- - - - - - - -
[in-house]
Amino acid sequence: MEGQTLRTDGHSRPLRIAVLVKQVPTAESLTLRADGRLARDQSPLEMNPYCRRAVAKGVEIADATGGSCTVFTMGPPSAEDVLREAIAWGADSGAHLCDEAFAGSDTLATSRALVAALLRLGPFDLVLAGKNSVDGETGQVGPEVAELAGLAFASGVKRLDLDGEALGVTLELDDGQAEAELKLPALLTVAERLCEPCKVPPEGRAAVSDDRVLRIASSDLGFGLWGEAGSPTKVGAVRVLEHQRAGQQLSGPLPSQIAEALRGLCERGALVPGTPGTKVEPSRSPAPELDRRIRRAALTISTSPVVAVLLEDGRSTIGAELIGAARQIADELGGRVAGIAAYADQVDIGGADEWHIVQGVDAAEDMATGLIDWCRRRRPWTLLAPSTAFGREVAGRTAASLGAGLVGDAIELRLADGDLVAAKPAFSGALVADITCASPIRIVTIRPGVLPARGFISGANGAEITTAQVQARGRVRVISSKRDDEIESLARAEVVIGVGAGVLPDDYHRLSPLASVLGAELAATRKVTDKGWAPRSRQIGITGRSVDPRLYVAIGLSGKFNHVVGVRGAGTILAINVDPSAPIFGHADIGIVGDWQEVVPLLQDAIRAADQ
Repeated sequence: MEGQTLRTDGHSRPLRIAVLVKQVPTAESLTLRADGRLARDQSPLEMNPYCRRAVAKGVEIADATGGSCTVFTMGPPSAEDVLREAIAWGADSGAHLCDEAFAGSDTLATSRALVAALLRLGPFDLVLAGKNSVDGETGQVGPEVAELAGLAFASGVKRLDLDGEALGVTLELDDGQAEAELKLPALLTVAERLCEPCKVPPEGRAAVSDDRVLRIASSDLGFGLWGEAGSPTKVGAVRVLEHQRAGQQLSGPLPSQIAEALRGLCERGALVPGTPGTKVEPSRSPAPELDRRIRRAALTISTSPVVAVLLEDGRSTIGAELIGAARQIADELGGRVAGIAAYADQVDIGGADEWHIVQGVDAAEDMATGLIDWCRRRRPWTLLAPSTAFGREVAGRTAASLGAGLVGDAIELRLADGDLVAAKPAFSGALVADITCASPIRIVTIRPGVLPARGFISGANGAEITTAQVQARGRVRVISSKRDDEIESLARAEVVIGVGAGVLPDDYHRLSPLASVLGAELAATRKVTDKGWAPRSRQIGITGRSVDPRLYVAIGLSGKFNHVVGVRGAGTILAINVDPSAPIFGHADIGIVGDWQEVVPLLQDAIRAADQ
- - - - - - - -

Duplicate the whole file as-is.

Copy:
[in-house]
Amino acid sequence: MEGQTLRTDGHSRPLRIAVLVKQVPTAESLTLRADGRLARDQSPLEMNPYCRRAVAKGVEIADATGGSCTVFTMGPPSAEDVLREAIAWGADSGAHLCDEAFAGSDTLATSRALVAALLRLGPFDLVLAGKNSVDGETGQVGPEVAELAGLAFASGVKRLDLDGEALGVTLELDDGQAEAELKLPALLTVAERLCEPCKVPPEGRAAVSDDRVLRIASSDLGFGLWGEAGSPTKVGAVRVLEHQRAGQQLSGPLPSQIAEALRGLCERGALVPGTPGTKVEPSRSPAPELDRRIRRAALTISTSPVVAVLLEDGRSTIGAELIGAARQIADELGGRVAGIAAYADQVDIGGADEWHIVQGVDAAEDMATGLIDWCRRRRPWTLLAPSTAFGREVAGRTAASLGAGLVGDAIELRLADGDLVAAKPAFSGALVADITCASPIRIVTIRPGVLPARGFISGANGAEITTAQVQARGRVRVISSKRDDEIESLARAEVVIGVGAGVLPDDYHRLSPLASVLGAELAATRKVTDKGWAPRSRQIGITGRSVDPRLYVAIGLSGKFNHVVGVRGAGTILAINVDPSAPIFGHADIGIVGDWQEVVPLLQDAIRAADQ
Repeated sequence: MEGQTLRTDGHSRPLRIAVLVKQVPTAESLTLRADGRLARDQSPLEMNPYCRRAVAKGVEIADATGGSCTVFTMGPPSAEDVLREAIAWGADSGAHLCDEAFAGSDTLATSRALVAALLRLGPFDLVLAGKNSVDGETGQVGPEVAELAGLAFASGVKRLDLDGEALGVTLELDDGQAEAELKLPALLTVAERLCEPCKVPPEGRAAVSDDRVLRIASSDLGFGLWGEAGSPTKVGAVRVLEHQRAGQQLSGPLPSQIAEALRGLCERGALVPGTPGTKVEPSRSPAPELDRRIRRAALTISTSPVVAVLLEDGRSTIGAELIGAARQIADELGGRVAGIAAYADQVDIGGADEWHIVQGVDAAEDMATGLIDWCRRRRPWTLLAPSTAFGREVAGRTAASLGAGLVGDAIELRLADGDLVAAKPAFSGALVADITCASPIRIVTIRPGVLPARGFISGANGAEITTAQVQARGRVRVISSKRDDEIESLARAEVVIGVGAGVLPDDYHRLSPLASVLGAELAATRKVTDKGWAPRSRQIGITGRSVDPRLYVAIGLSGKFNHVVGVRGAGTILAINVDPSAPIFGHADIGIVGDWQEVVPLLQDAIRAADQ